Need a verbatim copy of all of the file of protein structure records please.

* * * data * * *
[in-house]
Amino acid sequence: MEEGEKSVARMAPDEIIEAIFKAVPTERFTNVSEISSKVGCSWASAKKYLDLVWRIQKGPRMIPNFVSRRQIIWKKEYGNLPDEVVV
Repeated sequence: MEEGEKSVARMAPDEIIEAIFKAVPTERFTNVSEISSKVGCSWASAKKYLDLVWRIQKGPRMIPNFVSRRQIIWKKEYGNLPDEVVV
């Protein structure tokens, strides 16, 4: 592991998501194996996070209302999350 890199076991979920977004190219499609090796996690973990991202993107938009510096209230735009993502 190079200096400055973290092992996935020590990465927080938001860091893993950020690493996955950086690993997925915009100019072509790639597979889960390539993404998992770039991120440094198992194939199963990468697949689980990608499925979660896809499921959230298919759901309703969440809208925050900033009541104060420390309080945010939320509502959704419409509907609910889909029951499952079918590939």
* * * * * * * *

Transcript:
[in-house]
Amino acid sequence: MEEGEKSVARMAPDEIIEAIFKAVPTERFTNVSEISSKVGCSWASAKKYLDLVWRIQKGPRMIPNFVSRRQIIWKKEYGNLPDEVVV
Repeated sequence: MEEGEKSVARMAPDEIIEAIFKAVPTERFTNVSEISSKVGCSWASAKKYLDLVWRIQKGPRMIPNFVSRRQIIWKKEYGNLPDEVVV
């Protein structure tokens, strides 16, 4: 592991998501194996996070209302999350 890199076991979920977004190219499609090796996690973990991202993107938009510096209230735009993502 190079200096400055973290092992996935020590990465927080938001860091893993950020690493996955950086690993997925915009100019072509790639597979889960390539993404998992770039991120440094198992194939199963990468697949689980990608499925979660896809499921959230298919759901309703969440809208925050900033009541104060420390309080945010939320509502959704419409509907609910889909029951499952079918590939």